“Second Tier Cool”: Residents’ Experiences of a Mid-Size City’s Gentrifying Downtown
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Ubiquitous depictions of life in a big city evoke images of young professionals enjoying craft beers on patios, eating out at trendy bistro-lounges, and biking on dedicated cycling lanes to work. Positive portrayals of downtown living in mid-size cities however, are much more uncommon, and there is little in the literature that discusses the revitalization of these smaller urban centres. This research begins to fill the gap by analyzing the gentrifying processes of mid-size cities’ downtowns, using the City of Kitchener, Ontario as a case study. Through observations, census data analysis, and interviews, the study addresses how residents’ experiences of the downtown reflect both the gentrification literature and Kitchener’s downtown plans. This research found that participants’ experiences of living in the core revealed the distinctive upgrading trajectory of this smaller city and reflected elements of Kitchener’s urbanity, the downtown’s decline, and its mid-size status.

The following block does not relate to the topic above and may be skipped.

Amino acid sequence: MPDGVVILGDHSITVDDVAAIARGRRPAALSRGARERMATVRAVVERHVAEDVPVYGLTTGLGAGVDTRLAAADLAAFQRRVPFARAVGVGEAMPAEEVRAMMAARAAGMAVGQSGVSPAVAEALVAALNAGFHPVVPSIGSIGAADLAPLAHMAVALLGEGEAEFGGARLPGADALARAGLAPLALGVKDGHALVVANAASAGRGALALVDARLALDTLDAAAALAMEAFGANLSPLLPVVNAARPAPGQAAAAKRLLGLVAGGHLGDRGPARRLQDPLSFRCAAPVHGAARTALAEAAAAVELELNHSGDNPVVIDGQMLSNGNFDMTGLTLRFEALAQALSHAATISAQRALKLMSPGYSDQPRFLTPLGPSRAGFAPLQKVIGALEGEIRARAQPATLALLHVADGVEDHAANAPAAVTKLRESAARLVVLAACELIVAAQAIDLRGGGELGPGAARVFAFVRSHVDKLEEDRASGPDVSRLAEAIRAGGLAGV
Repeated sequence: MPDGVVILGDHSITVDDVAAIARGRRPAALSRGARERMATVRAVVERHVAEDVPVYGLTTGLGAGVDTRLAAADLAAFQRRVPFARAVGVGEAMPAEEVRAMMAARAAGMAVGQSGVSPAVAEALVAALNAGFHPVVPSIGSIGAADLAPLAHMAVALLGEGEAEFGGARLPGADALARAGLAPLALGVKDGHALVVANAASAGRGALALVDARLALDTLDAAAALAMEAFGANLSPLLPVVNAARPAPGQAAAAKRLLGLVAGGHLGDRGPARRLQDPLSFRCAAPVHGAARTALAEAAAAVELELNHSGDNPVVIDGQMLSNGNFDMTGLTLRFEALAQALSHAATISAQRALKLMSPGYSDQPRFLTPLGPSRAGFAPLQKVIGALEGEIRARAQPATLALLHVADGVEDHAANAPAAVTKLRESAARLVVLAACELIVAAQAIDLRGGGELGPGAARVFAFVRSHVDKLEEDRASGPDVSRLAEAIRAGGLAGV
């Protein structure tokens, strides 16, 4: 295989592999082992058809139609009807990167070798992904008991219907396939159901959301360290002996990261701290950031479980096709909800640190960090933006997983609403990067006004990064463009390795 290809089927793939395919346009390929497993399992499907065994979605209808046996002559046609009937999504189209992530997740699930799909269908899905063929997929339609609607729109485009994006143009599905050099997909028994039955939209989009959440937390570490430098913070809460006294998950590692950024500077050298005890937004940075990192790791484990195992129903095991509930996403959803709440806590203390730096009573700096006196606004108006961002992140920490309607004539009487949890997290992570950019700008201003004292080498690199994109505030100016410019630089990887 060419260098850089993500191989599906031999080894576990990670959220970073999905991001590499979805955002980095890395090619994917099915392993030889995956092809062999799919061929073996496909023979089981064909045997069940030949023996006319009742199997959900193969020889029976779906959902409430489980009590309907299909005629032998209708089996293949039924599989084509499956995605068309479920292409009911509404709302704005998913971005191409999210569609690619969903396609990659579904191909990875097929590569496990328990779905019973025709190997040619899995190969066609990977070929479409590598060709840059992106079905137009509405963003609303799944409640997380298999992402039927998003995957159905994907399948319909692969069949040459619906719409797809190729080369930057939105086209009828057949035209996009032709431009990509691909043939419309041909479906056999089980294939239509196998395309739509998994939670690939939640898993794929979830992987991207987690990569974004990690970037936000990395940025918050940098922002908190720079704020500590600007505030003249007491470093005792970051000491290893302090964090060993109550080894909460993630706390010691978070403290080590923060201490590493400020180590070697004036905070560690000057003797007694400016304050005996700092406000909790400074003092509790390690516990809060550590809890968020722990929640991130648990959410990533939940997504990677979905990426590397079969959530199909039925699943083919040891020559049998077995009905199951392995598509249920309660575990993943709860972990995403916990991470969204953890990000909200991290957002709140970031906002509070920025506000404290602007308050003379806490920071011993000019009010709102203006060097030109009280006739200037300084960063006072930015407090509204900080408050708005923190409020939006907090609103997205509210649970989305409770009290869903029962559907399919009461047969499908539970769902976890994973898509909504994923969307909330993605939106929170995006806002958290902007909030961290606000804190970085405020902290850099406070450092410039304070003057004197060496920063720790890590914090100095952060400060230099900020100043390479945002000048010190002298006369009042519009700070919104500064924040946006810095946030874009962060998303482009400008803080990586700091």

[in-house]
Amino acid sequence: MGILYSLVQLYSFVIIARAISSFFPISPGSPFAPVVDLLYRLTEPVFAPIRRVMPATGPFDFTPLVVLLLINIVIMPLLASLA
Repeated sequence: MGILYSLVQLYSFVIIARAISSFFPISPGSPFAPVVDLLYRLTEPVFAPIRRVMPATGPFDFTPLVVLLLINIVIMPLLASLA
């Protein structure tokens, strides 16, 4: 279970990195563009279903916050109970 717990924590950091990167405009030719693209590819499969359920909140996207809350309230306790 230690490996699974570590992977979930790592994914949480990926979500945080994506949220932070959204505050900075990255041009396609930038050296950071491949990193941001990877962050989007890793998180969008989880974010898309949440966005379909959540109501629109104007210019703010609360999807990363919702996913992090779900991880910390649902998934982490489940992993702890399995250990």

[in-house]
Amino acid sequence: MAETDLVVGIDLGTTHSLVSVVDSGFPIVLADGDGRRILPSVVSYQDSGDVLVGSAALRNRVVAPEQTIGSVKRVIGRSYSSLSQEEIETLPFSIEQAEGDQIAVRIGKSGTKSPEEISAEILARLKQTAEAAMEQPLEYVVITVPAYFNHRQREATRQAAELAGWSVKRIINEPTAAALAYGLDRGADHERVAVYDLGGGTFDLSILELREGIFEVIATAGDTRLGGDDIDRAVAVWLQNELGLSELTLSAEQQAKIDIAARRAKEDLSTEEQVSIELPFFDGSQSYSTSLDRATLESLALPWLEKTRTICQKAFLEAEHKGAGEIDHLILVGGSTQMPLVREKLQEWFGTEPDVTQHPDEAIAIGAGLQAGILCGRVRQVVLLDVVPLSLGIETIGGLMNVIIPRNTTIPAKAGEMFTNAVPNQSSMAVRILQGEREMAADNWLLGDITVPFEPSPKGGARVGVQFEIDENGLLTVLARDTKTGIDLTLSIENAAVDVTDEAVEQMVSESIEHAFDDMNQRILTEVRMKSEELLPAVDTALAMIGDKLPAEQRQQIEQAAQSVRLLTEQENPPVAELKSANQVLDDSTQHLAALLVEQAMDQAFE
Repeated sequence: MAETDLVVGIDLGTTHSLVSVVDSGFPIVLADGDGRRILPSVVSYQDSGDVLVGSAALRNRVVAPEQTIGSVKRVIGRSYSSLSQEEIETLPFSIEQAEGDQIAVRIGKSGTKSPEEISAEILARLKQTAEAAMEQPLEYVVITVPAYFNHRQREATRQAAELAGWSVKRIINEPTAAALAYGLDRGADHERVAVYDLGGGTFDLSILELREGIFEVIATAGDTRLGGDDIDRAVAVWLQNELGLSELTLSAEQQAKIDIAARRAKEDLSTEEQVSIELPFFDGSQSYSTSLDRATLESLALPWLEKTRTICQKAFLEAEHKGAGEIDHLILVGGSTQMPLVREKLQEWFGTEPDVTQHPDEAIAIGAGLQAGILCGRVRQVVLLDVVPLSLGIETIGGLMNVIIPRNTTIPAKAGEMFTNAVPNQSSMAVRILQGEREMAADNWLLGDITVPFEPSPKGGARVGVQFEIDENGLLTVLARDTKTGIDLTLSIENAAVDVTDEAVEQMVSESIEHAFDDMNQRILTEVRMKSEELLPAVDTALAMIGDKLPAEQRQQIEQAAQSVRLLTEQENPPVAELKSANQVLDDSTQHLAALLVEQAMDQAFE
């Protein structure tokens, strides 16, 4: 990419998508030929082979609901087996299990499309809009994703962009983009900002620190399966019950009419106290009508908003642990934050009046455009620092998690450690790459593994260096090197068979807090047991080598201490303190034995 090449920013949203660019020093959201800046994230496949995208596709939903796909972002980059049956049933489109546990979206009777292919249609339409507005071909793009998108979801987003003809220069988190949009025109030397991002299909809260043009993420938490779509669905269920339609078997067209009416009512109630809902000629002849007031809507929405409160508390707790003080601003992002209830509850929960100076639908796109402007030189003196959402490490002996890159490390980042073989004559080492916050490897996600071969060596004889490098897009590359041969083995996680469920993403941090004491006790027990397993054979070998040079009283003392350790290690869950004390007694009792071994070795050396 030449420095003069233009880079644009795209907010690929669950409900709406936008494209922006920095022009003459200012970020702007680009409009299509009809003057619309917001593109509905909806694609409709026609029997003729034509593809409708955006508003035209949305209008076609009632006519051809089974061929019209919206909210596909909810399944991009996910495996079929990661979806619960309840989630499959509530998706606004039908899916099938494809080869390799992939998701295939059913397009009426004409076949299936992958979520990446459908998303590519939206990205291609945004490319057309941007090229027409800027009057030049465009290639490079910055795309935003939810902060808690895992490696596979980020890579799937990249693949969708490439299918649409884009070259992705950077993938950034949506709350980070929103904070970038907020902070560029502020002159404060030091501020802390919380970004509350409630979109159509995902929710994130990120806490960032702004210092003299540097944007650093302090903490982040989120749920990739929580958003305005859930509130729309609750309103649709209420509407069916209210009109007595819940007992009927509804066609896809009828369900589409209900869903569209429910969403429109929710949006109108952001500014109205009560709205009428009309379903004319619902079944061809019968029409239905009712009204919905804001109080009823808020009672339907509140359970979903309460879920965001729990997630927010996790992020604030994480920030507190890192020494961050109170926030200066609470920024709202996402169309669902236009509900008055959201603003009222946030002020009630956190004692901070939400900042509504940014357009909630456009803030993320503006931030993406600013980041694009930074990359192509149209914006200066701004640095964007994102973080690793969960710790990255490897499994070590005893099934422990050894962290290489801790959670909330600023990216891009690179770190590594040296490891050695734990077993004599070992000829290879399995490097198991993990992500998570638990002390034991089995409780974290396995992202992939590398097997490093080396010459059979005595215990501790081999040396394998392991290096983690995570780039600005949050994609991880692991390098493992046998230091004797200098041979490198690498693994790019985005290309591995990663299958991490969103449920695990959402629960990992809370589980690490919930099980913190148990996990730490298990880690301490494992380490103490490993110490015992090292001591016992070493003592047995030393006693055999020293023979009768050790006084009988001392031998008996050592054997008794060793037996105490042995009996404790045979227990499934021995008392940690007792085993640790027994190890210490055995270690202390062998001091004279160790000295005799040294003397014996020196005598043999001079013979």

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Beth Davies (2016). “Second Tier Cool”: Residents’ Experiences of a Mid-Size City’s Gentrifying Downtown. UWSpace. http://hdl.handle.net/10012/10935